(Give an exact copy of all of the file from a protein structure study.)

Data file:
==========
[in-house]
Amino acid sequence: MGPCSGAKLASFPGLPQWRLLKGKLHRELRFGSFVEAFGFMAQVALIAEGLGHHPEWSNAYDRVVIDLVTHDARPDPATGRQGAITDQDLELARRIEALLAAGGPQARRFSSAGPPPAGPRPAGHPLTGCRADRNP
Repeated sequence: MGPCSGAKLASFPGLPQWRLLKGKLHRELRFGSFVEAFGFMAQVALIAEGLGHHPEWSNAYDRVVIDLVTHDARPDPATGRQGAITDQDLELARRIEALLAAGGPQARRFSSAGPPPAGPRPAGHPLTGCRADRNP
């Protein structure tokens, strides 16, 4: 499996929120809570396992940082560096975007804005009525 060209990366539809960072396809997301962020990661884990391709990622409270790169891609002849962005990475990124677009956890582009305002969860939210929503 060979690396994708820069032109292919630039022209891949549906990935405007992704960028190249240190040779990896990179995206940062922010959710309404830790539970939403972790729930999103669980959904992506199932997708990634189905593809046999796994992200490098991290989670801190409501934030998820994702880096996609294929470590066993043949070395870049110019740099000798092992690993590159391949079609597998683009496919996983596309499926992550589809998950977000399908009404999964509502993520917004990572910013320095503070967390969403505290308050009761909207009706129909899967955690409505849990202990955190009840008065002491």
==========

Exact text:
[in-house]
Amino acid sequence: MGPCSGAKLASFPGLPQWRLLKGKLHRELRFGSFVEAFGFMAQVALIAEGLGHHPEWSNAYDRVVIDLVTHDARPDPATGRQGAITDQDLELARRIEALLAAGGPQARRFSSAGPPPAGPRPAGHPLTGCRADRNP
Repeated sequence: MGPCSGAKLASFPGLPQWRLLKGKLHRELRFGSFVEAFGFMAQVALIAEGLGHHPEWSNAYDRVVIDLVTHDARPDPATGRQGAITDQDLELARRIEALLAAGGPQARRFSSAGPPPAGPRPAGHPLTGCRADRNP
């Protein structure tokens, strides 16, 4: 499996929120809570396992940082560096975007804005009525 060209990366539809960072396809997301962020990661884990391709990622409270790169891609002849962005990475990124677009956890582009305002969860939210929503 060979690396994708820069032109292919630039022209891949549906990935405007992704960028190249240190040779990896990179995206940062922010959710309404830790539970939403972790729930999103669980959904992506199932997708990634189905593809046999796994992200490098991290989670801190409501934030998820994702880096996609294929470590066993043949070395870049110019740099000798092992690993590159391949079609597998683009496919996983596309499926992550589809998950977000399908009404999964509502993520917004990572910013320095503070967390969403505290308050009761909207009706129909899967955690409505849990202990955190009840008065002491």